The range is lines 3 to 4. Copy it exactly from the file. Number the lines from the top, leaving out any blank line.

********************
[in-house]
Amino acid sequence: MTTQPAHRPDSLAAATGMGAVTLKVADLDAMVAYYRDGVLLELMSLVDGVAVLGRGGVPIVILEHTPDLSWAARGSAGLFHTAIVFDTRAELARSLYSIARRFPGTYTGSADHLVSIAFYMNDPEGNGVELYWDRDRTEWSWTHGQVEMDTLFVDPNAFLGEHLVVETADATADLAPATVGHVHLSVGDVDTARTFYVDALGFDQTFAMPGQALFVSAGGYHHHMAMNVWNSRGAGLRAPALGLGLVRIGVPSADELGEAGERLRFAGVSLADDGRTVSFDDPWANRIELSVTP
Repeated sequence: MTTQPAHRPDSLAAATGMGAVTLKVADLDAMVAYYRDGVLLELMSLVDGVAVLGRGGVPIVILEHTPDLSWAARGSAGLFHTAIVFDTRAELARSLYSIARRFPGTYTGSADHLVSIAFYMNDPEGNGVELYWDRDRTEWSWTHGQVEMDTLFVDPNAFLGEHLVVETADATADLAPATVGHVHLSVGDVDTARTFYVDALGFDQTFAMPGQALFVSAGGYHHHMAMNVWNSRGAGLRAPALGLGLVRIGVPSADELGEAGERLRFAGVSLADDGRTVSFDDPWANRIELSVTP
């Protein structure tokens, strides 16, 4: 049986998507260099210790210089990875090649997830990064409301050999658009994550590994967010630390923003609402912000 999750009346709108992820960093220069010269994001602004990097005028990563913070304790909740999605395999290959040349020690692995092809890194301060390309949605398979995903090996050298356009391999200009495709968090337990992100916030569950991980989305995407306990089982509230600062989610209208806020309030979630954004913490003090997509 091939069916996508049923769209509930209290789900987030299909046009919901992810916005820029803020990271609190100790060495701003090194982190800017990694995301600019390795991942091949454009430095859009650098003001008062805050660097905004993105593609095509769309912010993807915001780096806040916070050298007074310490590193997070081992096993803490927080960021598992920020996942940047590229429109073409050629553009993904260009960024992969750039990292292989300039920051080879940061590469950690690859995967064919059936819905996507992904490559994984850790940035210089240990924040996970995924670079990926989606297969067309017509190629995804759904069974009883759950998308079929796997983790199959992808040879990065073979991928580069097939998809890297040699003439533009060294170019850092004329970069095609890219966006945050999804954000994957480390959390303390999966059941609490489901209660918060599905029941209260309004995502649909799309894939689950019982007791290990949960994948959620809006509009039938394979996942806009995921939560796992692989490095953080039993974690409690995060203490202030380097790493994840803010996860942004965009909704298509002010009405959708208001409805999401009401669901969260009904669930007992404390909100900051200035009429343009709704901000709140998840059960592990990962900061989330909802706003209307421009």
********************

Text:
Repeated sequence: MTTQPAHRPDSLAAATGMGAVTLKVADLDAMVAYYRDGVLLELMSLVDGVAVLGRGGVPIVILEHTPDLSWAARGSAGLFHTAIVFDTRAELARSLYSIARRFPGTYTGSADHLVSIAFYMNDPEGNGVELYWDRDRTEWSWTHGQVEMDTLFVDPNAFLGEHLVVETADATADLAPATVGHVHLSVGDVDTARTFYVDALGFDQTFAMPGQALFVSAGGYHHHMAMNVWNSRGAGLRAPALGLGLVRIGVPSADELGEAGERLRFAGVSLADDGRTVSFDDPWANRIELSVTP
């Protein structure tokens, strides 16, 4: 049986998507260099210790210089990875090649997830990064409301050999658009994550590994967010630390923003609402912000 999750009346709108992820960093220069010269994001602004990097005028990563913070304790909740999605395999290959040349020690692995092809890194301060390309949605398979995903090996050298356009391999200009495709968090337990992100916030569950991980989305995407306990089982509230600062989610209208806020309030979630954004913490003090997509 091939069916996508049923769209509930209290789900987030299909046009919901992810916005820029803020990271609190100790060495701003090194982190800017990694995301600019390795991942091949454009430095859009650098003001008062805050660097905004993105593609095509769309912010993807915001780096806040916070050298007074310490590193997070081992096993803490927080960021598992920020996942940047590229429109073409050629553009993904260009960024992969750039990292292989300039920051080879940061590469950690690859995967064919059936819905996507992904490559994984850790940035210089240990924040996970995924670079990926989606297969067309017509190629995804759904069974009883759950998308079929796997983790199959992808040879990065073979991928580069097939998809890297040699003439533009060294170019850092004329970069095609890219966006945050999804954000994957480390959390303390999966059941609490489901209660918060599905029941209260309004995502649909799309894939689950019982007791290990949960994948959620809006509009039938394979996942806009995921939560796992692989490095953080039993974690409690995060203490202030380097790493994840803010996860942004965009909704298509002010009405959708208001409805999401009401669901969260009904669930007992404390909100900051200035009429343009709704901000709140998840059960592990990962900061989330909802706003209307421009």